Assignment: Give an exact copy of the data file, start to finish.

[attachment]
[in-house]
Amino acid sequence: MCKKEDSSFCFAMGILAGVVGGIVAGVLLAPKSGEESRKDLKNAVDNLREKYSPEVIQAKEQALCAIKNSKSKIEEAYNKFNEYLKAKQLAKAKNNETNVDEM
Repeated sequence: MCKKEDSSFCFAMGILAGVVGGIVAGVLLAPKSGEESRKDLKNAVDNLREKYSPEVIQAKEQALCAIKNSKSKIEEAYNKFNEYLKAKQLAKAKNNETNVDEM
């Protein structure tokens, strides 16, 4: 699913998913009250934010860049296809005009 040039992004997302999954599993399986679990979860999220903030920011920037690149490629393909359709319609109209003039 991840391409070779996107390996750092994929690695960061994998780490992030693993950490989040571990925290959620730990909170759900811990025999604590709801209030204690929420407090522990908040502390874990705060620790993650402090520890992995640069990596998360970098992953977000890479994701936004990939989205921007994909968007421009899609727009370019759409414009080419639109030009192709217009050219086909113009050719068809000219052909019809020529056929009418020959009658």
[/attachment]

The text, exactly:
[in-house]
Amino acid sequence: MCKKEDSSFCFAMGILAGVVGGIVAGVLLAPKSGEESRKDLKNAVDNLREKYSPEVIQAKEQALCAIKNSKSKIEEAYNKFNEYLKAKQLAKAKNNETNVDEM
Repeated sequence: MCKKEDSSFCFAMGILAGVVGGIVAGVLLAPKSGEESRKDLKNAVDNLREKYSPEVIQAKEQALCAIKNSKSKIEEAYNKFNEYLKAKQLAKAKNNETNVDEM
């Protein structure tokens, strides 16, 4: 699913998913009250934010860049296809005009 040039992004997302999954599993399986679990979860999220903030920011920037690149490629393909359709319609109209003039 991840391409070779996107390996750092994929690695960061994998780490992030693993950490989040571990925290959620730990909170759900811990025999604590709801209030204690929420407090522990908040502390874990705060620790993650402090520890992995640069990596998360970098992953977000890479994701936004990939989205921007994909968007421009899609727009370019759409414009080419639109030009192709217009050219086909113009050719068809000219052909019809020529056929009418020959009658």